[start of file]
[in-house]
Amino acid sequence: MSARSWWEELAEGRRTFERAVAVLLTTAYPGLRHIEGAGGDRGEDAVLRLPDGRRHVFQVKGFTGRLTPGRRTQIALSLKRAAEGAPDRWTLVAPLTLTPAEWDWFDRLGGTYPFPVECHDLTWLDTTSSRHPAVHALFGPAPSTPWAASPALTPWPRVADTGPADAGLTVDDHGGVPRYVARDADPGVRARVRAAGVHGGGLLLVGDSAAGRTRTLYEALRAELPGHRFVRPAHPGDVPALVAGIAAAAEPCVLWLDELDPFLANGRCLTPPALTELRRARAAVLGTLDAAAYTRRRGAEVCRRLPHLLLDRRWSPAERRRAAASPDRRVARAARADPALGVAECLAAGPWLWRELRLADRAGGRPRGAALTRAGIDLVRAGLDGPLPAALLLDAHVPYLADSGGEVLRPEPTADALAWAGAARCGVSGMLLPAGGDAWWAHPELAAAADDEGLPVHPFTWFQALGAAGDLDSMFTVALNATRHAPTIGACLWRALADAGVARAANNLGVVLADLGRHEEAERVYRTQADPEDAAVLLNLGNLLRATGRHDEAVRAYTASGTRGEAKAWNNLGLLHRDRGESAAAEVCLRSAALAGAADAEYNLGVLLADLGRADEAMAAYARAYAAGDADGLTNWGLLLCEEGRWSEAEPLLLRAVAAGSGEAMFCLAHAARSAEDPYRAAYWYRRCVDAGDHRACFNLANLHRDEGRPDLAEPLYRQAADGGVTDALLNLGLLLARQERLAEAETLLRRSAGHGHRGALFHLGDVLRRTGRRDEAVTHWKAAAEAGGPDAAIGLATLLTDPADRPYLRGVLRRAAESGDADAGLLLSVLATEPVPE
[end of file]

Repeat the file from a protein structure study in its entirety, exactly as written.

[in-house]
Amino acid sequence: MSARSWWEELAEGRRTFERAVAVLLTTAYPGLRHIEGAGGDRGEDAVLRLPDGRRHVFQVKGFTGRLTPGRRTQIALSLKRAAEGAPDRWTLVAPLTLTPAEWDWFDRLGGTYPFPVECHDLTWLDTTSSRHPAVHALFGPAPSTPWAASPALTPWPRVADTGPADAGLTVDDHGGVPRYVARDADPGVRARVRAAGVHGGGLLLVGDSAAGRTRTLYEALRAELPGHRFVRPAHPGDVPALVAGIAAAAEPCVLWLDELDPFLANGRCLTPPALTELRRARAAVLGTLDAAAYTRRRGAEVCRRLPHLLLDRRWSPAERRRAAASPDRRVARAARADPALGVAECLAAGPWLWRELRLADRAGGRPRGAALTRAGIDLVRAGLDGPLPAALLLDAHVPYLADSGGEVLRPEPTADALAWAGAARCGVSGMLLPAGGDAWWAHPELAAAADDEGLPVHPFTWFQALGAAGDLDSMFTVALNATRHAPTIGACLWRALADAGVARAANNLGVVLADLGRHEEAERVYRTQADPEDAAVLLNLGNLLRATGRHDEAVRAYTASGTRGEAKAWNNLGLLHRDRGESAAAEVCLRSAALAGAADAEYNLGVLLADLGRADEAMAAYARAYAAGDADGLTNWGLLLCEEGRWSEAEPLLLRAVAAGSGEAMFCLAHAARSAEDPYRAAYWYRRCVDAGDHRACFNLANLHRDEGRPDLAEPLYRQAADGGVTDALLNLGLLLARQERLAEAETLLRRSAGHGHRGALFHLGDVLRRTGRRDEAVTHWKAAAEAGGPDAAIGLATLLTDPADRPYLRGVLRRAAESGDADAGLLLSVLATEPVPE